Foreigners told Thursday of hellish scenes in Tripoli as they fled the chaos engulfing Libya, with countries worldwide sending planes and warships in a desperate bid to evacuate their nationals.
Anarchy descended on Tripoli airport as thousands of foreigners packed into the terminal to try to escape the widening crisis, with those who managed to leave describing how food and water were running low.
Nearly 20,000 people have also fled Libya by road to Tunisia over the past four days amid the bloodshed sparked by Libyan leader Moamer Kadhafi's attempts to cling to power.
"Libya is descending into hell," said Helena Sheehan, who made it to London Gatwick Airport on the first specially-chartered British rescue flight.
"The airport is like nothing I've ever seen in my whole life," the 66-year-old said. "It's absolute chaos. There's just thousands and thousands of people trying to get out."
Other foreigners told of gunmen standing on roundabouts and getting on buses looking for mercenaries.
Italy, the nearest major European country and Libya's biggest trading partner, warned of a looming "catastrophic humanitarian crisis" as up to 1.5 million migrants flee north Africa.
The logistical challenges were especially acute for Asian countries with more than 150,000 low-paid workers trapped -- including some 60,000 Bangladeshis and 30,000 Filipinos.
China ramped up a massive air, sea and land operation to evacuate more than 30,000 of its citizens, with over 4,000 transferred to the nearby Greek island of Crete on Thursday.
Evacuee Jill Wang, 24, a translator working for a construction firm near Benghazi, said: "We did not go outside the compound, but others who did were robbed by gangs and some got injured. We were really scared and afraid that something worse would happen."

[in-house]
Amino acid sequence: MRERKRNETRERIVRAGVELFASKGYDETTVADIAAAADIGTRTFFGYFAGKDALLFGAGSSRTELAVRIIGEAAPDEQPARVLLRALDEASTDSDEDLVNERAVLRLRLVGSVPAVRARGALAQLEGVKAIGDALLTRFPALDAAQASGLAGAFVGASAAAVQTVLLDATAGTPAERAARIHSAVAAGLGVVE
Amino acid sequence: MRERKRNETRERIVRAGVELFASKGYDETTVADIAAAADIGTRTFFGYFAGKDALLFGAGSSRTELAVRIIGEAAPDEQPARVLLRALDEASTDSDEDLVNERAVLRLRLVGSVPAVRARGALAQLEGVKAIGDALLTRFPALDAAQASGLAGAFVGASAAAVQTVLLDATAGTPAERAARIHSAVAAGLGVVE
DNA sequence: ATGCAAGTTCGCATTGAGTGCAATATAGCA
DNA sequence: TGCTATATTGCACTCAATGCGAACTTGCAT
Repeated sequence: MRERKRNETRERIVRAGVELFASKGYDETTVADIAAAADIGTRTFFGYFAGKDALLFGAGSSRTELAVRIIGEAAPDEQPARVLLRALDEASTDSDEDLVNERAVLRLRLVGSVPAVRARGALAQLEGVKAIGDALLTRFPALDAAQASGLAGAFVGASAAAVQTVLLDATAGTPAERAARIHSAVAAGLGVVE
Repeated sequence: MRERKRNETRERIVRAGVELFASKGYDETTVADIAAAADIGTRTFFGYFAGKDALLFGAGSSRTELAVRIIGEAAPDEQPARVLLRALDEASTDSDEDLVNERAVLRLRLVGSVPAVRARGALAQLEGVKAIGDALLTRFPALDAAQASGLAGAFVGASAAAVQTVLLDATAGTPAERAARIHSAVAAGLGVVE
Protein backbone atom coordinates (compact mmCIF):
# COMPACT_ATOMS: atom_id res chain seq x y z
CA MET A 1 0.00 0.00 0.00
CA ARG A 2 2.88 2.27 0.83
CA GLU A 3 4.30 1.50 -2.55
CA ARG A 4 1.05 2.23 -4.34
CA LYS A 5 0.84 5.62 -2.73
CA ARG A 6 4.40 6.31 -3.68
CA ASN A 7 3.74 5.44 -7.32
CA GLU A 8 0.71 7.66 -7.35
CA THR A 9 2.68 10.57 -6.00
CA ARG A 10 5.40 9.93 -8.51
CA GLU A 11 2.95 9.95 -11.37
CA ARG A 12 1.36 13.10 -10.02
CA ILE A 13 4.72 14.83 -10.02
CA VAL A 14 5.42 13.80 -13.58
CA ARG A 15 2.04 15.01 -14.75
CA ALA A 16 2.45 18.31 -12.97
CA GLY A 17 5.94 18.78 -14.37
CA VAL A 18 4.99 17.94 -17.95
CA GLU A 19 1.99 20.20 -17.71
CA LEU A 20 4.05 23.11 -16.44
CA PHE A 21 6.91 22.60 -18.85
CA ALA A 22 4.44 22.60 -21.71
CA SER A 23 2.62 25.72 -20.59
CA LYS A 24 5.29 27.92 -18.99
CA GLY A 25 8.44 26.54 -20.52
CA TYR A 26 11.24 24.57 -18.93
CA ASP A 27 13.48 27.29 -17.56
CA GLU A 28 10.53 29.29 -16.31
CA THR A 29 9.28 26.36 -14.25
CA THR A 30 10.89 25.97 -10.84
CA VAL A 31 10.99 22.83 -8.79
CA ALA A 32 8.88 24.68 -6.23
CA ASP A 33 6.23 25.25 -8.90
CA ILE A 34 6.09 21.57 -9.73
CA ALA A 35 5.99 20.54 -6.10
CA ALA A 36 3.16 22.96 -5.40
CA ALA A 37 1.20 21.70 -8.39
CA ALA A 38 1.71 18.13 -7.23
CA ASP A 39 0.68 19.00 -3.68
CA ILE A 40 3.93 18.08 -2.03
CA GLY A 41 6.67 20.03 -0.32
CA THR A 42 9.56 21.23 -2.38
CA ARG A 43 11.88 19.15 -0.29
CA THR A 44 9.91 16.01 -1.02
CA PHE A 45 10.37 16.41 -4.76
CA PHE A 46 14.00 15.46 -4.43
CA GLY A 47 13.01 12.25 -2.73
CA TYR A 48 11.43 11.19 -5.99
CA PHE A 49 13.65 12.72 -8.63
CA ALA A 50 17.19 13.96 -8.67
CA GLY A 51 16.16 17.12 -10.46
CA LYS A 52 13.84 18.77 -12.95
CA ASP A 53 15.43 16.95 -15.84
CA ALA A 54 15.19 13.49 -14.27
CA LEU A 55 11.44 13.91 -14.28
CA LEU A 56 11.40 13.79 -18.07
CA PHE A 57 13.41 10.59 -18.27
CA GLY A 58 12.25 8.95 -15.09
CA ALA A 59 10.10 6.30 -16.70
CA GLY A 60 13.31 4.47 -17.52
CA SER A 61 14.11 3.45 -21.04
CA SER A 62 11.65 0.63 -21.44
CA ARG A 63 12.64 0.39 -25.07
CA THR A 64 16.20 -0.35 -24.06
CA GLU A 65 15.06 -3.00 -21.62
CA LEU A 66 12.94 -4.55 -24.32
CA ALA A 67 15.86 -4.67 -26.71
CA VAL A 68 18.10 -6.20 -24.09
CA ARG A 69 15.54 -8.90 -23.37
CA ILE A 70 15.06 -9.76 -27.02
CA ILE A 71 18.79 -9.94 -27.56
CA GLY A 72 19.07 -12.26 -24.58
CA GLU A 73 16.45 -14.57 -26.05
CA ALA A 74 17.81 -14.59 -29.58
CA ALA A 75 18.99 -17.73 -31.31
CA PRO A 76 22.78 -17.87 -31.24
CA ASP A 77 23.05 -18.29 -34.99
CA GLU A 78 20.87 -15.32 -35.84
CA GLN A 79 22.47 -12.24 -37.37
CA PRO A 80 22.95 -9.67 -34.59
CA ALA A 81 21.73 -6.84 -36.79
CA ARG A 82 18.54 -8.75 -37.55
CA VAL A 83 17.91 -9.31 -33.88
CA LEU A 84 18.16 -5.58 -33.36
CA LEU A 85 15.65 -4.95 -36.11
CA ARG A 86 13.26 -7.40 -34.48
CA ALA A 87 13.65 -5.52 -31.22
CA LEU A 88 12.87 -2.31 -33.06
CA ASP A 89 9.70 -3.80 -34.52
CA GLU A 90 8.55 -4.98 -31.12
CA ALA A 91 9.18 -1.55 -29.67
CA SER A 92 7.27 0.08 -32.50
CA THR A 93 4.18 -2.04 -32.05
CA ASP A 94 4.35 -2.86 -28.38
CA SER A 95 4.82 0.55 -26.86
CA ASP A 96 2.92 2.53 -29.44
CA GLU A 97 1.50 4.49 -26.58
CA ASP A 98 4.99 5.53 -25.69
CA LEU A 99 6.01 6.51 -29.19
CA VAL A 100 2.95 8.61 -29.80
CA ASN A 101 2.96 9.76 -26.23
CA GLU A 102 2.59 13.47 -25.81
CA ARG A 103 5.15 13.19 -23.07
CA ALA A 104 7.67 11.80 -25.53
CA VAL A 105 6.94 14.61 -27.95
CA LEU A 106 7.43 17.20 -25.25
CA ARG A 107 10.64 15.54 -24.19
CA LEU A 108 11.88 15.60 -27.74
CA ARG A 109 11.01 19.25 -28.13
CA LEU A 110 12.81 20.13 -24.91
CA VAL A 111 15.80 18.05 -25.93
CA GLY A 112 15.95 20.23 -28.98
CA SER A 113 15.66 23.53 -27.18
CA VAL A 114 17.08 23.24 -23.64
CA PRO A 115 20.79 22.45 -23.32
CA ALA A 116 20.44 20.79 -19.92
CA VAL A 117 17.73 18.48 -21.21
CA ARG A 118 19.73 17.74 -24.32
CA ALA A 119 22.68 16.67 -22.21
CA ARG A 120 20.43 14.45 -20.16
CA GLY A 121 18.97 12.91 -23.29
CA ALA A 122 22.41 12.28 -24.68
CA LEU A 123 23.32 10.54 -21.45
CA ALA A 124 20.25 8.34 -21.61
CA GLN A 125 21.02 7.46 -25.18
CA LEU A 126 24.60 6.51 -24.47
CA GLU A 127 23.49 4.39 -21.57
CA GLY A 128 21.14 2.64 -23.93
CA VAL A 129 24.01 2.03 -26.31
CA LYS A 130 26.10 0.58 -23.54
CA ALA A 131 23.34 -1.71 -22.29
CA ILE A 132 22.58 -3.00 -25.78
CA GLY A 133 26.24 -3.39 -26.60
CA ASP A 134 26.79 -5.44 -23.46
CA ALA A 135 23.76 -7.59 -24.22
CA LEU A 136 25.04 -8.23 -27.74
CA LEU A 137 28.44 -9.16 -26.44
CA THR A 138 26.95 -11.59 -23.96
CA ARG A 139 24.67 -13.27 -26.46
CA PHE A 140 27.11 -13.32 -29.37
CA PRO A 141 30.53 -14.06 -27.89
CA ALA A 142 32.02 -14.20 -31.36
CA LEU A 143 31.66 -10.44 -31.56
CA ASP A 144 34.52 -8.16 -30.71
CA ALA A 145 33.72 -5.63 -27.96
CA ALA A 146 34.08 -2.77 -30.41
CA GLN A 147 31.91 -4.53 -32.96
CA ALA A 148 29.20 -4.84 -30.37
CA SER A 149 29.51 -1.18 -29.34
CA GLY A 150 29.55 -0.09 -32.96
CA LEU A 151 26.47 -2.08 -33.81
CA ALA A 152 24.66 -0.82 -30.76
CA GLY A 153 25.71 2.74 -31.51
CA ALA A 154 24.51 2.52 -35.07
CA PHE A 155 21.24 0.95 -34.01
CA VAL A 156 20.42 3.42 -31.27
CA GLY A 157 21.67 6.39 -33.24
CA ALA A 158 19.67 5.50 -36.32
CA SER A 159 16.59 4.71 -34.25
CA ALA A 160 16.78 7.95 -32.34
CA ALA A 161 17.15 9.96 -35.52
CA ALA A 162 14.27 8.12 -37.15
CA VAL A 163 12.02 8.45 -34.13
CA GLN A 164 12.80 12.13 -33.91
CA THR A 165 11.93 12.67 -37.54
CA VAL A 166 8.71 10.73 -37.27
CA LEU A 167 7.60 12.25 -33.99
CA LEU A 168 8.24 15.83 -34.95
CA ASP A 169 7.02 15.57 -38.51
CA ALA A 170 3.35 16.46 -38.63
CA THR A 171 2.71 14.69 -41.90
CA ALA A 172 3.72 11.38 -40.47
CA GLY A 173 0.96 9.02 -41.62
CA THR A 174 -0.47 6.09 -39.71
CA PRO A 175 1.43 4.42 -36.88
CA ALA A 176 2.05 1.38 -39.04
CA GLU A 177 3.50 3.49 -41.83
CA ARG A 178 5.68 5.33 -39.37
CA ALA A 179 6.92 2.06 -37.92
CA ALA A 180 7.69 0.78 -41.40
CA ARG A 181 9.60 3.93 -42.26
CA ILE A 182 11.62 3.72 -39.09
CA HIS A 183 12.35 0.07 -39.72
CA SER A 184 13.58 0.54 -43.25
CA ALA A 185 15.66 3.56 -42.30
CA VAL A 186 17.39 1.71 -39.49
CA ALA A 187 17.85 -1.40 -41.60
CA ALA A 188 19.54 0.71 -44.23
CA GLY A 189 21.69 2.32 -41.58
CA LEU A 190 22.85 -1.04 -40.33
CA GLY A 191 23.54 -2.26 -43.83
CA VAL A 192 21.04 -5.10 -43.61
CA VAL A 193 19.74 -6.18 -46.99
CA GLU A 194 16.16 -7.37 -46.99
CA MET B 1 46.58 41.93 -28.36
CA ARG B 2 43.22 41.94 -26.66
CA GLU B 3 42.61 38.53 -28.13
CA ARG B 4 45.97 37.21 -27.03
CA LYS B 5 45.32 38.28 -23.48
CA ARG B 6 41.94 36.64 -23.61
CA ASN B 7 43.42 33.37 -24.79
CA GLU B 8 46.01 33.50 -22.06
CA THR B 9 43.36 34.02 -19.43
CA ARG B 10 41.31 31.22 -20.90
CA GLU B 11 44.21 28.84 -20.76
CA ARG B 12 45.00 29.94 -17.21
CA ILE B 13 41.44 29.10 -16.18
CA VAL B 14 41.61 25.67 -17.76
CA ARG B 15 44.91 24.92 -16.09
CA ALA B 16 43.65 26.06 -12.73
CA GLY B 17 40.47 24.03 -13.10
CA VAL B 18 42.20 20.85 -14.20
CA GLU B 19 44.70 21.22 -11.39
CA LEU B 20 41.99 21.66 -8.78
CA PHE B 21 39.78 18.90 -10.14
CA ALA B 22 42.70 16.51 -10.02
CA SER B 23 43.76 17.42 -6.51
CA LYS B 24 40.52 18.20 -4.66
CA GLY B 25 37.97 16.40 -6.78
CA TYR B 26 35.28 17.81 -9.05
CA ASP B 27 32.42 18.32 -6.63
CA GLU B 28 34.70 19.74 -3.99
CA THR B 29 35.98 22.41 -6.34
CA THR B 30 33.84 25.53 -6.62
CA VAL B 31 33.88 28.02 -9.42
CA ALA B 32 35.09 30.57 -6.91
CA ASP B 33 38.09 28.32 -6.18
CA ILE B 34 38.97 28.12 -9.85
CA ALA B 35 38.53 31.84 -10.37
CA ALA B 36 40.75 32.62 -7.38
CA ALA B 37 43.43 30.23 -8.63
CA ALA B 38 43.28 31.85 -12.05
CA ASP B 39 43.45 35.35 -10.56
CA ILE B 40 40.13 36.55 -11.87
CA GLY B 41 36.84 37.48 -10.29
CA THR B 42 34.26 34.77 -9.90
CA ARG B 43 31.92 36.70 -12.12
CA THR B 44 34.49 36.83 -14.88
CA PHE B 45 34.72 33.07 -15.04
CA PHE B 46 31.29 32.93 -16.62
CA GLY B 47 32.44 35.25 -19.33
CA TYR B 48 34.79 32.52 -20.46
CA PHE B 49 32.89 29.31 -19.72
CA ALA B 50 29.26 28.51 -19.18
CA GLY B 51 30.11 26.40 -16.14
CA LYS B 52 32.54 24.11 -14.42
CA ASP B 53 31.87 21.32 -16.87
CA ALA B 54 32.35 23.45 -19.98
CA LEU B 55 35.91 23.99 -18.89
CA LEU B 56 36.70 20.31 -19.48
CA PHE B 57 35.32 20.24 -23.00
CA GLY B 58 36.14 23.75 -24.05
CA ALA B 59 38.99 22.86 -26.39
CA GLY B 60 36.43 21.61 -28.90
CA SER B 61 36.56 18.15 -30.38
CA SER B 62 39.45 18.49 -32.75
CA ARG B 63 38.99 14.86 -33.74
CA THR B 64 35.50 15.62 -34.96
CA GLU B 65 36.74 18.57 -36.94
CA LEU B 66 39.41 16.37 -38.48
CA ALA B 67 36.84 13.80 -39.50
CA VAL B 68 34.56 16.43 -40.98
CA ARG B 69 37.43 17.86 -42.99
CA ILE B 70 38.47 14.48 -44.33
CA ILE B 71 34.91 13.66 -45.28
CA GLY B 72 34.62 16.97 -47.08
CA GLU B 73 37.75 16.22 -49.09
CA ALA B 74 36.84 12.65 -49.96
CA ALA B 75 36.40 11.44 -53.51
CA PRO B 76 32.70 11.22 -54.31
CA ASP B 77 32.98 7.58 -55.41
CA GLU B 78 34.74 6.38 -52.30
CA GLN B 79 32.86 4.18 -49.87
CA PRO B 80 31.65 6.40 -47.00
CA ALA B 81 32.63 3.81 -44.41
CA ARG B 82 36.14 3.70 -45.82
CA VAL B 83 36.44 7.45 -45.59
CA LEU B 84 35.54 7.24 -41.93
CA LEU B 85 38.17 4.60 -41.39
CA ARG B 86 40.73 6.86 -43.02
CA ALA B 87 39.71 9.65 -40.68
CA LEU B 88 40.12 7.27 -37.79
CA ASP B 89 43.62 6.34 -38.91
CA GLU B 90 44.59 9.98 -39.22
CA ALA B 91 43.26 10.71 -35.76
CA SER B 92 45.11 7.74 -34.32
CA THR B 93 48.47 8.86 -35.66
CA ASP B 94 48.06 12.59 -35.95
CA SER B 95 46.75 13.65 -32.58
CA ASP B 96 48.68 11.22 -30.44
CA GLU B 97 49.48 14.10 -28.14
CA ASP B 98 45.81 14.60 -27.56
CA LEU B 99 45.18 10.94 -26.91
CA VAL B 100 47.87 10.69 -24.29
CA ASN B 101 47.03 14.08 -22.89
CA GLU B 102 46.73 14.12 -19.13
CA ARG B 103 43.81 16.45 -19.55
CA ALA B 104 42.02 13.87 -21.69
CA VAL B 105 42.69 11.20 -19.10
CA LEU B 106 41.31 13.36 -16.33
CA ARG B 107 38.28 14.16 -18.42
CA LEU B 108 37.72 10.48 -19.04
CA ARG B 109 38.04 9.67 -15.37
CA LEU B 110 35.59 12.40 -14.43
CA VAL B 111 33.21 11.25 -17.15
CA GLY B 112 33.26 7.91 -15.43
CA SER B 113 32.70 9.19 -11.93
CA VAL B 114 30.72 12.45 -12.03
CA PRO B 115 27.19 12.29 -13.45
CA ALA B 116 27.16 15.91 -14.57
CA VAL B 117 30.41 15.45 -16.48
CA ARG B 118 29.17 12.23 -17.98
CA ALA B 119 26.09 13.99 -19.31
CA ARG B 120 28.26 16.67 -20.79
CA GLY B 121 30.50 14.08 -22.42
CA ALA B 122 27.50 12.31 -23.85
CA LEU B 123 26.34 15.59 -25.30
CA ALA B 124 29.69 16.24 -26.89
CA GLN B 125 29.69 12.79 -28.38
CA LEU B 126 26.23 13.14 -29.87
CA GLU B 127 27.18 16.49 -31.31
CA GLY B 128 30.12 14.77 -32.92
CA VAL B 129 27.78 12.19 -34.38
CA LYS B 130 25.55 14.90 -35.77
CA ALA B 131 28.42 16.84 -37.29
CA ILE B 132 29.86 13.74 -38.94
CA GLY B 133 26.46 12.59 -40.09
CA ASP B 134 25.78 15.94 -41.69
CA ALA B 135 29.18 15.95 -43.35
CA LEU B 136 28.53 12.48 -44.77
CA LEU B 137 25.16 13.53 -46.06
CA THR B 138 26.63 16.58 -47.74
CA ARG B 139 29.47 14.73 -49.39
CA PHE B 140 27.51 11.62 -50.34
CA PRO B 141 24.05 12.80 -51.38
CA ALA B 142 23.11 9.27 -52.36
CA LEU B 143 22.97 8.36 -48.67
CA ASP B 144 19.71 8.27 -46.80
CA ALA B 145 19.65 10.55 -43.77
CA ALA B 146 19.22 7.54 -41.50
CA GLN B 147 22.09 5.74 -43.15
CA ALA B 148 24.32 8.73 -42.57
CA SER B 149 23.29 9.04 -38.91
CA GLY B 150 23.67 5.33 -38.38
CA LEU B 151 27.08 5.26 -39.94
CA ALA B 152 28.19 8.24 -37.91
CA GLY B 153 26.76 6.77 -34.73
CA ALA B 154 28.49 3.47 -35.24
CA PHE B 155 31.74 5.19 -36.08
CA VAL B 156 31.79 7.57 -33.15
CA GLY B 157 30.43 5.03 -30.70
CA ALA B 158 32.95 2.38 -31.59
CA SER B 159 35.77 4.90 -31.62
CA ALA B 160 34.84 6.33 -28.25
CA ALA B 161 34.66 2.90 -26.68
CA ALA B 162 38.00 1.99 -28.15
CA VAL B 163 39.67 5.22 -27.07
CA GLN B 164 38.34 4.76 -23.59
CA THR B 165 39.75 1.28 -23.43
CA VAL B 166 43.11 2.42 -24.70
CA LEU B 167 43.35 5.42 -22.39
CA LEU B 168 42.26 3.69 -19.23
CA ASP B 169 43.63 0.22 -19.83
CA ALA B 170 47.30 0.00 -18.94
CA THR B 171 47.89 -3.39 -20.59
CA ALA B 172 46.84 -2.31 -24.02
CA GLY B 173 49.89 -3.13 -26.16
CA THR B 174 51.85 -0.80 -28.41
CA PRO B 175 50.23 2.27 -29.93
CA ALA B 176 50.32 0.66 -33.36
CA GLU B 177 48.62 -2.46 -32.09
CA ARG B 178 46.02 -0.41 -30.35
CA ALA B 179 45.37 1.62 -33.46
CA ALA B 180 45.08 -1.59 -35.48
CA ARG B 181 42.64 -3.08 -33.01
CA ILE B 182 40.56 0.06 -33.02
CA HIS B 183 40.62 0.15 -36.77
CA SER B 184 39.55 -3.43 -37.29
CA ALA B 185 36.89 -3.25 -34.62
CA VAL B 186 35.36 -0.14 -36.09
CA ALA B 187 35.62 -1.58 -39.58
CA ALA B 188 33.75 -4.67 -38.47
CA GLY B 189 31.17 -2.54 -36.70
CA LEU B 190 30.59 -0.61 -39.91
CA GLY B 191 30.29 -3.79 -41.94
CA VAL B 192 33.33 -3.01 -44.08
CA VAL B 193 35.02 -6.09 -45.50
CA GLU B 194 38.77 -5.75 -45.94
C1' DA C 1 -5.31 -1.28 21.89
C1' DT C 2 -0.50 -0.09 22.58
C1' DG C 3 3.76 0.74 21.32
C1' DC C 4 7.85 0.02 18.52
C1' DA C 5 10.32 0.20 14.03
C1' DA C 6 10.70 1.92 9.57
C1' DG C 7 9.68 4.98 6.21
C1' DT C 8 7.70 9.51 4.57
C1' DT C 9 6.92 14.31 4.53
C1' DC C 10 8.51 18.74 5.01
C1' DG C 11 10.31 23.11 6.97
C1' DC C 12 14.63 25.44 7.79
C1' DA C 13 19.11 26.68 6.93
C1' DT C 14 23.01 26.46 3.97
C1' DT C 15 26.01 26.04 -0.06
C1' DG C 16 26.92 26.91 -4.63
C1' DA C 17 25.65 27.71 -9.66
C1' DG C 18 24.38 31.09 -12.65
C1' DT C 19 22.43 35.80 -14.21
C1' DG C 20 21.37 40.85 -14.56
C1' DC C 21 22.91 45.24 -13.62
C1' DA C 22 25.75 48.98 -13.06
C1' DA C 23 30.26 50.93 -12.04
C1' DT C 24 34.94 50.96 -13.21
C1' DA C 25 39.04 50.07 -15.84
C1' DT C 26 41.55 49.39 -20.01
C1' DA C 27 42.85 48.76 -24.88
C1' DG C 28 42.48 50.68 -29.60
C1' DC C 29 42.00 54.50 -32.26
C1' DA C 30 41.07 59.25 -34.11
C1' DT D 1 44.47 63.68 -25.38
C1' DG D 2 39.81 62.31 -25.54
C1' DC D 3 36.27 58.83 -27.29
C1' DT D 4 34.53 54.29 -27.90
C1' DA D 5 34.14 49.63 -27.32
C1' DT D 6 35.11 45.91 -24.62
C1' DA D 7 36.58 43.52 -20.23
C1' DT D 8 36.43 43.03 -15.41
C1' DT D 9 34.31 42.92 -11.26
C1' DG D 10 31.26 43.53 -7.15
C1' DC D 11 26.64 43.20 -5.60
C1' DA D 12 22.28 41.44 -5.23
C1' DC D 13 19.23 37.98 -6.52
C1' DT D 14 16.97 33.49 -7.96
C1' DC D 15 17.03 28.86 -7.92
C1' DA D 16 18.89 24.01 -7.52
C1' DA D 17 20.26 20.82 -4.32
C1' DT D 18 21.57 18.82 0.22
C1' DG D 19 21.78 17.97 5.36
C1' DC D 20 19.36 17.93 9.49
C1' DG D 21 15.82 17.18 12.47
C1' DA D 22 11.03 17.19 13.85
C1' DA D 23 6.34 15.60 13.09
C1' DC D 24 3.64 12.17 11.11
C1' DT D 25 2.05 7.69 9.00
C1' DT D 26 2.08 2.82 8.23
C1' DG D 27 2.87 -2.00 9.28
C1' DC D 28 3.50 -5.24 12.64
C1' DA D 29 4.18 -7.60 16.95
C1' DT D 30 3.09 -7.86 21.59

Greek evacuee Costas Koumentakos, from Athens, said: "We had local friends, they saved us. We were afraid because someone could kill you without answering to no one. There is no police, it's anarchy."
Thailand, which has more than 23,000 workers in Libya, said it was making preparations to get its citizens to Malta. India said a passenger ship had arrived to begin evacuating some of its 18,000 nationals to Egypt.
Migrante International, a support group for Philippines workers abroad, said Filipinos had been left to fend for themselves, as Vice President Jejomar Binay planned to fly to the region to review emergency plans.
Egyptians fleeing from Libya described how they had been beaten and tortured after Kadhafi's son accused Egyptians of being behind the uprising.
An evacuee described how Libyan authorities tried to recruit them to help crush the uprising against Kadhafi's 41-year authoritarian regime.
"When we refused, we were beaten up, tortured," said Ashraf Said, from Cairo.
Hundreds of US nationals and other foreigners have boarded a US-chartered ferry in Tripoli but high seas delayed their departure for Malta.
British Prime Minister David Cameron said he was "incredibly sorry" for the delays in getting British nationals home, as the first three planes made it out, carrying adults, children and even a dog.
A British naval frigate carrying around 200 people left Libya's second city of Benghazi. The government said it was looking at all options to rescue people stuck inland in desert camps, refusing to rule out military means.
Germany, which had approximately 160 nationals left in Libya, has sent three warships. Greece sent three troop transport planes to help rescue its 600 nationals in the country.
Turkey evacuated upwards of 6,000 of its 25,000 nationals over three days by air, sea and land.
More than 300 Russian railroad and oil workers and their families returned to Moscow aboard three planes.
"They burned down a police station next to our house. There is a lot of gunfire at night -- rounds of machine-gun fire. We spent sleepless nights," one woman told Russian state television on arrival.
Canada meanwhile had to look for a new plan after a private insurance company cancelled a charter flight secured by Ottawa.
On land, Tunisian security official Colonel Malek Mihoub told AFP that since February 20 nearly 20,000 people had crossed the border at the Ras Jedir post, mainly Tunisians, Egyptians, Chinese and Libyans.
"Some 5,000 people crossed the border Thursday until 1700 GMT," most of them Chinese but also including around 1,000 Egyptians, about 1,000 Tunisians, Moroccans and 200 Libyans, he added.
A convoy of Austrians also reached the Tunisian border, Vienna said.